A city-run bus system? Parking meter prices that fluctuate by the hour?
They may sound far-fetched, but those are some of the recommendations that have landed on Mayor Martin J. Walsh’s desk.
Without fanfare, Walsh’s transportation transition team released a report earlier this month on how to improve the city’s transportation system. Most of the conclusions were unsurprising: encourage more people to bike, walk, and take transit; continue Hubway; crack down on double-parking. And there were lots of wonky policy recommendations, such as “establish culturally-sensitive and linguistically appropriate mechanisms for accountability and public engagement in decision making” and “create and appoint a transportation advisory committee.”
But sprinkled throughout the 21-page report — compiled by a host of transportation advocacy groups chosen by Walsh’s staff, along with a former state transportation secretary and the current heads of the MBTA and the Registry of Motor Vehicles — there are some pretty unconventional ideas that could ruffle a few feathers.
1. Point-to-point car-sharing service: The transition team wants Walsh to request proposals for a car-sharing service that would allow drivers to leave their rental cars in city-owned parking spots around the city. Zipcar blankets Boston, but each vehicle has a particular home where the it must be returned — great for errands or day-trips, but not helpful for one-way journeys. Point-to-point car-share already exists in Washington D.C., where rental cars can be ditched at most any on-street parking spot and drivers are charged 41 cents per minute of use.
2. Real-time parking spot signs at parking garages: The report suggests installing real-time digital signs outside city parking garages indicating the number of available spaces, technology that could help drivers avoid circling aimlessly for a garage with space. It’s big in Europe.
3. Street rankings for plowing and pothole repairs: The transition team proposed that City Hall staff rank each of the city’s streets on a scale of A to E, rankings that would help public utilities crews prioritize necessary work. “This will foster increased transparency and allow residents to have an understanding of when their street will be paved, plowed, or repaired,” the group wrote in their report. The idea could be controversial: If you live on an A-rated street, your streets will be plowed, like, yesterday ... but live on an E street, and you might be waiting a while.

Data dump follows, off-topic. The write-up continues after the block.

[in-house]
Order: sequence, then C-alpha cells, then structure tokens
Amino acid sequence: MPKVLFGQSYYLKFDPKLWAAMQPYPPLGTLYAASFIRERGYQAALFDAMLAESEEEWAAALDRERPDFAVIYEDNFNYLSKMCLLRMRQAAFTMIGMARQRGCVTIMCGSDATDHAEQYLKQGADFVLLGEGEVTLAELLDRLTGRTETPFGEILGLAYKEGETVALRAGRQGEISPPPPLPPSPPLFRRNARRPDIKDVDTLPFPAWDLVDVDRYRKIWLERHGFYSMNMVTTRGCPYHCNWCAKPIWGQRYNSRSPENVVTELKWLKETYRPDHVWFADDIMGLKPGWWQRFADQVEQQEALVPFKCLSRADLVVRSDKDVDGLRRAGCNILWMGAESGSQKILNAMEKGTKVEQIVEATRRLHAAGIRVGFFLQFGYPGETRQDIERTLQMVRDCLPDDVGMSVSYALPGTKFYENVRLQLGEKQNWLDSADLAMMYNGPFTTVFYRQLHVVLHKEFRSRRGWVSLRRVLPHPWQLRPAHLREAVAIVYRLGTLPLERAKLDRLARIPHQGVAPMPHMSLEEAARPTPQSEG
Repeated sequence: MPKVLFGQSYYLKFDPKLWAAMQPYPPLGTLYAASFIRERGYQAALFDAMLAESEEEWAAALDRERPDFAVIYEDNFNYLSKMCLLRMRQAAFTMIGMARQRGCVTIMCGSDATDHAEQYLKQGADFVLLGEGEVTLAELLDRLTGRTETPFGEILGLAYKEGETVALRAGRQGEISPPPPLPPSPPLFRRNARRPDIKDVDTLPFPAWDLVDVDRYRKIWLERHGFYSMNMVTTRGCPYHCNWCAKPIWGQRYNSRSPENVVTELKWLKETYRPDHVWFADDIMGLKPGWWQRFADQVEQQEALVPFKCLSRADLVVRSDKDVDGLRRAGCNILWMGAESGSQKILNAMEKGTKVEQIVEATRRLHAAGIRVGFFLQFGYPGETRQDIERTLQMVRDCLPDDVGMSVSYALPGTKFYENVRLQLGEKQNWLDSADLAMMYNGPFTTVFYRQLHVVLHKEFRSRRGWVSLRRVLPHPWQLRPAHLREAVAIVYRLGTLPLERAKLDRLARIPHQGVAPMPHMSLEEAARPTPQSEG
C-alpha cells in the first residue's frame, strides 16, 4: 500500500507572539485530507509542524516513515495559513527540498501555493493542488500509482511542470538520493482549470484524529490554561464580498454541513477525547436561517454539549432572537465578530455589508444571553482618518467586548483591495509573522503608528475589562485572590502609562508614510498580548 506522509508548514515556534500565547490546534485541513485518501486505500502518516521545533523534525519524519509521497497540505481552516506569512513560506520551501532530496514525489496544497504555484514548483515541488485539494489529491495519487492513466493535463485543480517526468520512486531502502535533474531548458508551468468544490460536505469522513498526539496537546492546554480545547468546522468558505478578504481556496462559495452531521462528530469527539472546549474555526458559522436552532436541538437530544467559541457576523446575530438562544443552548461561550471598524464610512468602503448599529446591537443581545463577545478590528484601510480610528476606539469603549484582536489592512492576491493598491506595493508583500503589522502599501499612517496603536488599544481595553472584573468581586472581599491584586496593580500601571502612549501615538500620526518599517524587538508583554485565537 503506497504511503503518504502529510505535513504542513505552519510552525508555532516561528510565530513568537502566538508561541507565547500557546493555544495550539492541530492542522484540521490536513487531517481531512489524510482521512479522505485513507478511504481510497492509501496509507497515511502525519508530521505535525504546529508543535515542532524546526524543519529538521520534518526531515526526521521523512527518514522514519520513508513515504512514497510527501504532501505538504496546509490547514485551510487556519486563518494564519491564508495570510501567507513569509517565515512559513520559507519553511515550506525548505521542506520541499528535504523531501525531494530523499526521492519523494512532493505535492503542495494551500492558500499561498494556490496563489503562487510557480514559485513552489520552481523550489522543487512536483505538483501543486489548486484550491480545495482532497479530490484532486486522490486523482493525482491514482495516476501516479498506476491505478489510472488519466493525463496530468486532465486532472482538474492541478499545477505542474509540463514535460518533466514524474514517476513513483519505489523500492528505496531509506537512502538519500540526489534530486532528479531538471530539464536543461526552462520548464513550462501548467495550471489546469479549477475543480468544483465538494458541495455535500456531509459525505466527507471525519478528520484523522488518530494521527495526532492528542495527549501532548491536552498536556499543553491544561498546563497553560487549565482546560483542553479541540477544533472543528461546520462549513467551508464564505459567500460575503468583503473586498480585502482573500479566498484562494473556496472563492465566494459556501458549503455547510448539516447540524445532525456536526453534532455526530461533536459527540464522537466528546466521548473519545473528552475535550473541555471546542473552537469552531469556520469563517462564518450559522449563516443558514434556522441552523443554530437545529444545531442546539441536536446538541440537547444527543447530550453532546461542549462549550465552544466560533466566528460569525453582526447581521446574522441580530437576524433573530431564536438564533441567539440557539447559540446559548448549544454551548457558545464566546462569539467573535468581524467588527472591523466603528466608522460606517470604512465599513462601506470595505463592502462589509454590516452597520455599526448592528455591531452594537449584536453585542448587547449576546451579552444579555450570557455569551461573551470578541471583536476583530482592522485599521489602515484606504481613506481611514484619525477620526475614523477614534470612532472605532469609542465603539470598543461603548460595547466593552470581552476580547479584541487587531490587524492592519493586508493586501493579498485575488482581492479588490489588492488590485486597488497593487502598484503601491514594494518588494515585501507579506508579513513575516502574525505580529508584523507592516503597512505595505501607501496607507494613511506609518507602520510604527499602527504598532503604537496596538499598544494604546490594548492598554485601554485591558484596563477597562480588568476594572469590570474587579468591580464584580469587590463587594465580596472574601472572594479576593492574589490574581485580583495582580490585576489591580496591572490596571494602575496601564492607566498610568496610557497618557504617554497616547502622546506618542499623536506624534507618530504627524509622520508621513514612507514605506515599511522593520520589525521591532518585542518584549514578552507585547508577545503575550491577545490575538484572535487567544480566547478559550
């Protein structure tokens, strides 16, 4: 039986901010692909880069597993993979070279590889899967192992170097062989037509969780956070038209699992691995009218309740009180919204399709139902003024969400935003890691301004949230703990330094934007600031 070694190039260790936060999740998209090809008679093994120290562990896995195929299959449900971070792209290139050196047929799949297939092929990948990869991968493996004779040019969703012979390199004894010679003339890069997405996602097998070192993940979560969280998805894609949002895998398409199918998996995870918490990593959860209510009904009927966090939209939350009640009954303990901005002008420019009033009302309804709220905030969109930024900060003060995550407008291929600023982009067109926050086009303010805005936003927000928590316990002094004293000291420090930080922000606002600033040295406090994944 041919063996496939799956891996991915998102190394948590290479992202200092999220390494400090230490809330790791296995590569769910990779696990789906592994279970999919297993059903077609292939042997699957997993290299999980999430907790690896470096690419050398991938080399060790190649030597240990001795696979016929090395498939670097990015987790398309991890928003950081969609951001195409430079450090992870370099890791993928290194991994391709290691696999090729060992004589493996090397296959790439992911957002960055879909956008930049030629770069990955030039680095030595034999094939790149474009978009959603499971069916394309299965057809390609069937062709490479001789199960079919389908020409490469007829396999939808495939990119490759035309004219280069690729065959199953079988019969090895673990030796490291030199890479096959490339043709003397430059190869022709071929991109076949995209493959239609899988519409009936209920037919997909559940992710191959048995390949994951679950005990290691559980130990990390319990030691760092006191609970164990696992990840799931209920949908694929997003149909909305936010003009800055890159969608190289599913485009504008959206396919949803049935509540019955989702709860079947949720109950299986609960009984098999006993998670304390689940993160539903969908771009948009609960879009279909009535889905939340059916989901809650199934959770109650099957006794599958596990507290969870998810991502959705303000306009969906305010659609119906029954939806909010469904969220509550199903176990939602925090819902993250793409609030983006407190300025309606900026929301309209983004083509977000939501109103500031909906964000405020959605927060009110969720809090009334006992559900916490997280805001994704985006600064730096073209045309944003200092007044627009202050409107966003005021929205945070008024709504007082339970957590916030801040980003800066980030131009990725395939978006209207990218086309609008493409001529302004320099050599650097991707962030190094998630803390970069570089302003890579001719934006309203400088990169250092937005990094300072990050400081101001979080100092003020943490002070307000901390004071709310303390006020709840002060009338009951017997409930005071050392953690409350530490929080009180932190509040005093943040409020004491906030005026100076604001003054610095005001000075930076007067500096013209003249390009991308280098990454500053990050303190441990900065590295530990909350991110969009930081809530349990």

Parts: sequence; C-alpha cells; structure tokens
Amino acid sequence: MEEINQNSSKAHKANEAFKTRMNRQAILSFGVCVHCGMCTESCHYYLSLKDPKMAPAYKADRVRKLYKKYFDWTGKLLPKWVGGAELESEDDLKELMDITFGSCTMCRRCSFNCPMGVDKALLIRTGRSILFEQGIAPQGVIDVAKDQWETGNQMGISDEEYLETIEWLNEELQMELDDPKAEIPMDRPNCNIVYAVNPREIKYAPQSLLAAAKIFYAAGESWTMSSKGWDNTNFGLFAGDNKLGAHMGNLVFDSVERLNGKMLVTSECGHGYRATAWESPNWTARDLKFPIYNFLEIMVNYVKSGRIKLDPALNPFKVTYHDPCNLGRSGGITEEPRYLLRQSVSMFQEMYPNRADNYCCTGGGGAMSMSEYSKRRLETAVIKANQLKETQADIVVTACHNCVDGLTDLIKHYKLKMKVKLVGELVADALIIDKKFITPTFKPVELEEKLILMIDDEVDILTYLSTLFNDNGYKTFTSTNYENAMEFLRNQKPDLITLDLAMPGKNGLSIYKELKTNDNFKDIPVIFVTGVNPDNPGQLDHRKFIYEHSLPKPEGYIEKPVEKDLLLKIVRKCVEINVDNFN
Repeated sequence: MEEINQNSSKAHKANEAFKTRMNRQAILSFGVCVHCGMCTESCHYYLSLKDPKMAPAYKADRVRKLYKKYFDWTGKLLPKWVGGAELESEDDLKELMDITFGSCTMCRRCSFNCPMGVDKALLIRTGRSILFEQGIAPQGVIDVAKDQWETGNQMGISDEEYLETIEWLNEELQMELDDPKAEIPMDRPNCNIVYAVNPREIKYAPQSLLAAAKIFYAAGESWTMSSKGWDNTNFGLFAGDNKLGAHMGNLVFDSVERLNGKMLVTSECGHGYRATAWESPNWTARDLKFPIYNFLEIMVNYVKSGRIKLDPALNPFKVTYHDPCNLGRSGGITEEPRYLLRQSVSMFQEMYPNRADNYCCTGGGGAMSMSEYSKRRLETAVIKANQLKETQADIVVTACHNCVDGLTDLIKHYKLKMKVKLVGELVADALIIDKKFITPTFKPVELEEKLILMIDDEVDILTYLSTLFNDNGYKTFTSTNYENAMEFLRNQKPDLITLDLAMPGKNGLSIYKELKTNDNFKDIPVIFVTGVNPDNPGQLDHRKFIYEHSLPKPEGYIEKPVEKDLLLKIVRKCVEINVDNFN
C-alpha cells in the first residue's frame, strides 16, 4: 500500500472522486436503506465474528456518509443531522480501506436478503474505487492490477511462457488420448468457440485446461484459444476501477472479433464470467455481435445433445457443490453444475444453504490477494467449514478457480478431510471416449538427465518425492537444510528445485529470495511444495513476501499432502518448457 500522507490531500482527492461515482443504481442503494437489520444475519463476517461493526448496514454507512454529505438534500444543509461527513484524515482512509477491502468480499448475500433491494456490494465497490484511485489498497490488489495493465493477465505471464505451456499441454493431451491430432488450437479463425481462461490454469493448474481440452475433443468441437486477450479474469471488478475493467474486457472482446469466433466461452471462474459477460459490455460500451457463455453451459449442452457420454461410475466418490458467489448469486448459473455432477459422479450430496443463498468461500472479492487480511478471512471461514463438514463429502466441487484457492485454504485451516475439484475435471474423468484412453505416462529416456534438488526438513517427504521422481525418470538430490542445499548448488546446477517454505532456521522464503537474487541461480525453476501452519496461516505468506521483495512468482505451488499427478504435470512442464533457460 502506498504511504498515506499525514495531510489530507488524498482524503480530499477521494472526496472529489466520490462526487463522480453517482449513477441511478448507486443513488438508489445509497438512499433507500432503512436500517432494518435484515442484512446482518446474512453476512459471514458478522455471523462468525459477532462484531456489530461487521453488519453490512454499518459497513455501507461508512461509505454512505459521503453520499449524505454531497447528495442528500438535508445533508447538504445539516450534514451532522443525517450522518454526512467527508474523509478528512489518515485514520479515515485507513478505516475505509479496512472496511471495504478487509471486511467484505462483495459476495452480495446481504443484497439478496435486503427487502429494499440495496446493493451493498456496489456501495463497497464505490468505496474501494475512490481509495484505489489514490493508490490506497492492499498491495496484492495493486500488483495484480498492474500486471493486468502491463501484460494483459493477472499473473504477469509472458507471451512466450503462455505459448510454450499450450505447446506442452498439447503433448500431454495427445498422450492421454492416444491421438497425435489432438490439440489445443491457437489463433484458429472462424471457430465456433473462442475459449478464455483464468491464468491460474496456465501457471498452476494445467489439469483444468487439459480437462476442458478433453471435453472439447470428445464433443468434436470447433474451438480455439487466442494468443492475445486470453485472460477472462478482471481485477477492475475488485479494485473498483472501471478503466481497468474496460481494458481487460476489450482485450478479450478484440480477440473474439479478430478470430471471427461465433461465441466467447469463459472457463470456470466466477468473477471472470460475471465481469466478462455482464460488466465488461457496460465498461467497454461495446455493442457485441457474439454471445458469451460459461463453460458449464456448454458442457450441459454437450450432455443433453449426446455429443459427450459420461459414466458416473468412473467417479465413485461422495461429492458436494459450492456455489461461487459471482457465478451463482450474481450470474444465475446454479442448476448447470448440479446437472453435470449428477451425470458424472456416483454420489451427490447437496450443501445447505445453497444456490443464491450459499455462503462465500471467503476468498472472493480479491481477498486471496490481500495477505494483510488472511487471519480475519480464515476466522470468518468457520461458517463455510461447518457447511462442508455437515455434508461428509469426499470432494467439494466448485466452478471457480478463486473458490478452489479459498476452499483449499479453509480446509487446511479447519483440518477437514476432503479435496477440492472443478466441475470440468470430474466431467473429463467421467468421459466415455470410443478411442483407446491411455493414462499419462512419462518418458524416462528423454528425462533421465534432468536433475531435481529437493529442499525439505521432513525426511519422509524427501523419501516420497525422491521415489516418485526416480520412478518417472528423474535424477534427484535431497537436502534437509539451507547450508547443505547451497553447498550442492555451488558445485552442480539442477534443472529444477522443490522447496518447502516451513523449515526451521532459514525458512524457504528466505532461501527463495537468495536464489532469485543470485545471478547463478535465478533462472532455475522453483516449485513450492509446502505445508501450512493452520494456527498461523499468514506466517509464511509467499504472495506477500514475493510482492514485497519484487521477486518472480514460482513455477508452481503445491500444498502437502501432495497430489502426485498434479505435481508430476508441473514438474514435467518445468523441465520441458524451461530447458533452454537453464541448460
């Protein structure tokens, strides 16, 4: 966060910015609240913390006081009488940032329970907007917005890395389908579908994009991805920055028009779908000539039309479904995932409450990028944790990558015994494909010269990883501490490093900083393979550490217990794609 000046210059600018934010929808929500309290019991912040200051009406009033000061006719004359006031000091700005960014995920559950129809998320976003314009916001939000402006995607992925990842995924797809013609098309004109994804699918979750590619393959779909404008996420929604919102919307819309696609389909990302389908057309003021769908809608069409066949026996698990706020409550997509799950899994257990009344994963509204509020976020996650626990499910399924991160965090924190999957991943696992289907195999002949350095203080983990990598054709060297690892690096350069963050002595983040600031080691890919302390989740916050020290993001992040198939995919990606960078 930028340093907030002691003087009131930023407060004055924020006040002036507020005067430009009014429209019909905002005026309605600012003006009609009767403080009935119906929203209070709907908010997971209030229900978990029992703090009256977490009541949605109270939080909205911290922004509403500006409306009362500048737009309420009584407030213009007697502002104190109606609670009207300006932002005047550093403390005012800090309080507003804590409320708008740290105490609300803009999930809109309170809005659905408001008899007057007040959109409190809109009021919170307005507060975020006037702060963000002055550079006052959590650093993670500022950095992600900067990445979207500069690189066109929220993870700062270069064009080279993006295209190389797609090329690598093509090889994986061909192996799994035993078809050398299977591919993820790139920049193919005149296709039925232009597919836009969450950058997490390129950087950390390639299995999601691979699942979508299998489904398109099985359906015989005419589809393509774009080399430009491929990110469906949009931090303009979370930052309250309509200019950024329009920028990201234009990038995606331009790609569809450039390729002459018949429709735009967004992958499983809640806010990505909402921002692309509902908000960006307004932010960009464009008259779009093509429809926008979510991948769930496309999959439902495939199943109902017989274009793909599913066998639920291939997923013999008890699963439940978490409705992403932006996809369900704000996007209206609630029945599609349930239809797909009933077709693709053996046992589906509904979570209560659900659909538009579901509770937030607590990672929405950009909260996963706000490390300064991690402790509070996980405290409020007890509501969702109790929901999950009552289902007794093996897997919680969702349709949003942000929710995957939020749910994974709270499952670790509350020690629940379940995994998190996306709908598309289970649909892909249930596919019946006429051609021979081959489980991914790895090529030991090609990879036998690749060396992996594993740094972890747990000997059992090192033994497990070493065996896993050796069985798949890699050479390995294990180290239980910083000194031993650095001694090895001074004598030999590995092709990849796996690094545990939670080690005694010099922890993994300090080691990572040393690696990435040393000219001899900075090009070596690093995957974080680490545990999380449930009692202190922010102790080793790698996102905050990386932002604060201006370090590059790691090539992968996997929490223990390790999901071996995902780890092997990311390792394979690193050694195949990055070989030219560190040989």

4. Peak-hour metered parking rates: The report asks Walsh to examine current parking policies and consider implementing variable parking rates for on-street meters, which would increase during high-demand hours. In downtown Los Angeles, hourly parking meter rates fluctuate from 50 cents to $6, depending on the time of day.
5. Lower speed limits: The transition advisors want Walsh to lower the speed limit on some roads to 25 miles per hours — or at least, they want him to have the power to change it. Speed limits in business districts are automatically set at 30 miles per hour by state statute; the transition advises Walsh to lobby the state Legislature for cities to have more flexibility to decide for themselves.
6. A city-managed bus service: The state operates MBTA buses; some companies and universities charter their own bus shuttle systems for employees. Walsh’s transportation transition advisors think the city should consider operating its own bus service to supplement the T. Stephanie Pollack of Northeastern, one of the members of the team, outlined her vision for this bus service in the Globe last year:
As you linger over your morning coffee, your phone beeps to tell you the HUBus is two minutes away. But there’s another one in 10 minutes, and you decide to wait. Even once you’re aboard, you can use the bus’s Wi-Fi to finish that project for work.
It’s almost hard to remember the days before shiny blue-and-gold HUBuses crisscrossed the streets, when Boston’s only public transportation was run by the MBTA ...
The HUBus network doesn’t use any technology that didn’t exist in 2013—it just puts it together in ways that change commuting dramatically. And it doesn’t replace the MBTA, just supplements it with more flexible, responsive transit that pulls the city together.
7. Signal prioritization for Green Line trolleys and buses: Many transit advocates believe that buses and light-rail trains should have automatic right-of-way at intersections, in order to make the route faster and encourage more people to take public transit. Peter Furth, a civil engineering professor at Northeastern University, has studied the possibilities for signal prioritizarion at the Ruggles Station bus depot; if implemented, it could cut the rate of delays for the station’s outgoing buses in half. “If we can put a man on the moon,” Furth said at a recent campus presentation, “we should be able to get buses through the green light without messing up any of the other traffic.”Martine Powers can be reached at firstname.lastname@example.org. Follow her on Twitter @martinepowers.